The Martha Years will never be as memorable or long-lasting as the Little House books, but Down to the Bonny Glen is the highlight of the series, chock-full of thoughtless Martha, interesting events (my favorite is Martha and Grisie cooking for the house), and lots of character development.
The Higher Power of Lucky, by Susan Patron, was published in 2006 by Atheneum.
The Higher Power of Lucky is about Lucky, a young girl in a small town who likes to study naturalism and eavesdrop on help groups, where she hears about the mysterious “Higher Power” and is curious to know what it is and how to find it herself.
I was a bit startled when I first started the book since on the very first page is a story about a rattlesnake who bit a dog in a very sensitive area. Patron actually gives the word rather than a tamer substitute like “groin,” and Lucky ponders the word and wonders what it is. The word is explained to her later on. It startled me because I’m not used to children’s books saying words like “scrotum” and having the main character wondering what one looks like. From that beginning, I was worried I wouldn’t like the book.
However, the book as a whole is quite sweet. This idea of a “Higher Power” permeates the entire book, and though Patron never follows it to a religious conclusion (or any concrete conclusion at all, not that I could tell), it’s used to show how Lucky is searching for something that she feels is missing. This is also accomplished through her relationship with Brigitte and Lucky’s worries that Brigitte will abandon her.
As an adult, it was interesting to read this book because Patron is very good at portraying a child’s view of things. Lucky acts like a child, but not in an extremely irritating way, or an arrogant way, but a normal, child way. She makes mountains out of molehills, oversimplifies things, and is mean at times and stubborn at others. Her voice felt real.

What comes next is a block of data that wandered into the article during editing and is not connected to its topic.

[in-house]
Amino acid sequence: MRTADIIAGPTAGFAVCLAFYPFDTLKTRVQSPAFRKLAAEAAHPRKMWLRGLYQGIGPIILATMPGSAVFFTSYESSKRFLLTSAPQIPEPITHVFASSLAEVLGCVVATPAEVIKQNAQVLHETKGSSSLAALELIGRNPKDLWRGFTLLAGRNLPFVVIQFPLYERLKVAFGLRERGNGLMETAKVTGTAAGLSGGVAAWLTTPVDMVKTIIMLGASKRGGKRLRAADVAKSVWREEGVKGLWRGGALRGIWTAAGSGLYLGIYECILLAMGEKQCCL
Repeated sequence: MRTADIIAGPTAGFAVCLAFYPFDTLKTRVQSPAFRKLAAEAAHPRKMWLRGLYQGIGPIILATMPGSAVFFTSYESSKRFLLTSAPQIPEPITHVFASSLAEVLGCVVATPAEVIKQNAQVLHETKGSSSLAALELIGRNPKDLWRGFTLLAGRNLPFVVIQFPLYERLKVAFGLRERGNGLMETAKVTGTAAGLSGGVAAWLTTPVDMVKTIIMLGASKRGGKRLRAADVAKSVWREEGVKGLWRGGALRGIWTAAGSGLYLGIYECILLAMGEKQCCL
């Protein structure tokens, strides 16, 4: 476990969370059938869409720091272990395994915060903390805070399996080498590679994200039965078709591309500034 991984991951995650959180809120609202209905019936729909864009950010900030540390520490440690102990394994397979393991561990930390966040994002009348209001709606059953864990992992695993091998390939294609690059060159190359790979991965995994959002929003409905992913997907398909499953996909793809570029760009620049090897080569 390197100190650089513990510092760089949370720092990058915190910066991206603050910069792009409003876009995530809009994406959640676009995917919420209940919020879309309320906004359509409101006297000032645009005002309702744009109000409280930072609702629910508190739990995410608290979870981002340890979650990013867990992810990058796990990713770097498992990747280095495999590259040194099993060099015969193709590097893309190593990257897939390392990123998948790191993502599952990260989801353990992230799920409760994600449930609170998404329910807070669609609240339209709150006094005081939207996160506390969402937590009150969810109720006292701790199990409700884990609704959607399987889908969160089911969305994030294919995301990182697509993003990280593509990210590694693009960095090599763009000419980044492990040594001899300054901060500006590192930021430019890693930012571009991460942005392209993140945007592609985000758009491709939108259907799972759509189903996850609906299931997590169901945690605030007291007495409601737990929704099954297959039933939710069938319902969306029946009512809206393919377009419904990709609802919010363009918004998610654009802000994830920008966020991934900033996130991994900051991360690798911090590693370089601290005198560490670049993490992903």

The Higher Power of Lucky startled me at the beginning, but then won me over with a realistic protagonist, whose outgoing nature and stubbornness actually won me over rather than pushed me away. I feel like the actual “Higher Power” part was lost in translation at the end, but it’s a delightful, heartwarming book all the same.
Recommended Age Range: 8+
Warnings: It says the word “scrotum” at the beginning and then explains it at the end. Not crudely or anything, but not normally what you would find in a children’s book.
Lasky continuously finds new ways to amplify the threat of the Pure Ones in each successive book of the series. They start out as a mysterious rumor, to a dreadful shadow, to a fully realized evil. In The Siege, if the author’s note didn’t make it clear enough, the Pure Ones are basically the Nazis. As the title suggests, they lay siege to the Ga’Hoole tree and the Guardians have to fight them off.
The first half of the book, though, deals with the infiltration of St. Aggie’s to weed out the Pure One spies. That’s right—Soren and Co. become spies in order to catch other spies. It’s a great little callback to the first book, and also shows just how far the characters have come in terms of strength and courage. And there’s a great reveal in this book—let’s just say a character in the first book returns in a surprising, amazing way.
Lasky has simplistic views of morality and good and evil laced throughout the book, so while it’s perfect for children, I found it a trifle tedious and boring at times. The long bits of dialogue are especially hard to read. And in this book, Lasky herself stated she “modeled” Ezylryb’s speechs after Winston Churchill’s, and it shows. Ezylryb’s speeches have a ring of familiarity to them, and one strong enough that I had to wonder if Lasky was phoning it in, relying on someone else’s material to make her point rather than try and create speeches of her own. It fits the stark lines she has drawn, but I do prefer a little bit more nuance. Adult tastes opposing the target audience of the book, I know.
I found some confusion at the end in regards to Dewlap’s role, as it is never clearly explained, but overall the book is well balanced, with lots of setup at the beginning, a decent action-filled scene at the end, and lots of setup for the next two books in the series. I’m not a fan of certain aspects of the writing style, but I’m still drawn to this series and what it can teach its audience about good versus evil.